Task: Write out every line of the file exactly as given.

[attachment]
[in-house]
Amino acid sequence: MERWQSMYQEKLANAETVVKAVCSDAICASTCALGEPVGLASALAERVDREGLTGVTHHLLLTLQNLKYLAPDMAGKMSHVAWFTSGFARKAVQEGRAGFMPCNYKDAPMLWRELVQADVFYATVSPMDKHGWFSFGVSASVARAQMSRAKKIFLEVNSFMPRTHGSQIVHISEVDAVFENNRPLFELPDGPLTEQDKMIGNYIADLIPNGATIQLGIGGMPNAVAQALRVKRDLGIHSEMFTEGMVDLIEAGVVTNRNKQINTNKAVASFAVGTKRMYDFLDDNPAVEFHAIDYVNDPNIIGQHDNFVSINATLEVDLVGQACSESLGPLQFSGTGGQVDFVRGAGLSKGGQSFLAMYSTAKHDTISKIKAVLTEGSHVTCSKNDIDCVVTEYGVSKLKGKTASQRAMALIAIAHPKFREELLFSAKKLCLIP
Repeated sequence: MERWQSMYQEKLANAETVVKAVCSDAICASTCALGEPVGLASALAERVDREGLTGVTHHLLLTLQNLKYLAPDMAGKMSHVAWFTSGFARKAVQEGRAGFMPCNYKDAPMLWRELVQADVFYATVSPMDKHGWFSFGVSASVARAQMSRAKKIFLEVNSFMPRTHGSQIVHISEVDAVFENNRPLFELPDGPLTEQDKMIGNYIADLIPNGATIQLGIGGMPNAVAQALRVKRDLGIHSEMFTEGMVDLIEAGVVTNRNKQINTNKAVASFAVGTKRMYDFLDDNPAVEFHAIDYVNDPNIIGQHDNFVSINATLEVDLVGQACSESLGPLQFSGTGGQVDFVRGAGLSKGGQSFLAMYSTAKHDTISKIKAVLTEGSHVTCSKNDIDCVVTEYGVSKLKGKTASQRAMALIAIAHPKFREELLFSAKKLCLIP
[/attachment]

[in-house]
Amino acid sequence: MERWQSMYQEKLANAETVVKAVCSDAICASTCALGEPVGLASALAERVDREGLTGVTHHLLLTLQNLKYLAPDMAGKMSHVAWFTSGFARKAVQEGRAGFMPCNYKDAPMLWRELVQADVFYATVSPMDKHGWFSFGVSASVARAQMSRAKKIFLEVNSFMPRTHGSQIVHISEVDAVFENNRPLFELPDGPLTEQDKMIGNYIADLIPNGATIQLGIGGMPNAVAQALRVKRDLGIHSEMFTEGMVDLIEAGVVTNRNKQINTNKAVASFAVGTKRMYDFLDDNPAVEFHAIDYVNDPNIIGQHDNFVSINATLEVDLVGQACSESLGPLQFSGTGGQVDFVRGAGLSKGGQSFLAMYSTAKHDTISKIKAVLTEGSHVTCSKNDIDCVVTEYGVSKLKGKTASQRAMALIAIAHPKFREELLFSAKKLCLIP
Repeated sequence: MERWQSMYQEKLANAETVVKAVCSDAICASTCALGEPVGLASALAERVDREGLTGVTHHLLLTLQNLKYLAPDMAGKMSHVAWFTSGFARKAVQEGRAGFMPCNYKDAPMLWRELVQADVFYATVSPMDKHGWFSFGVSASVARAQMSRAKKIFLEVNSFMPRTHGSQIVHISEVDAVFENNRPLFELPDGPLTEQDKMIGNYIADLIPNGATIQLGIGGMPNAVAQALRVKRDLGIHSEMFTEGMVDLIEAGVVTNRNKQINTNKAVASFAVGTKRMYDFLDDNPAVEFHAIDYVNDPNIIGQHDNFVSINATLEVDLVGQACSESLGPLQFSGTGGQVDFVRGAGLSKGGQSFLAMYSTAKHDTISKIKAVLTEGSHVTCSKNDIDCVVTEYGVSKLKGKTASQRAMALIAIAHPKFREELLFSAKKLCLIP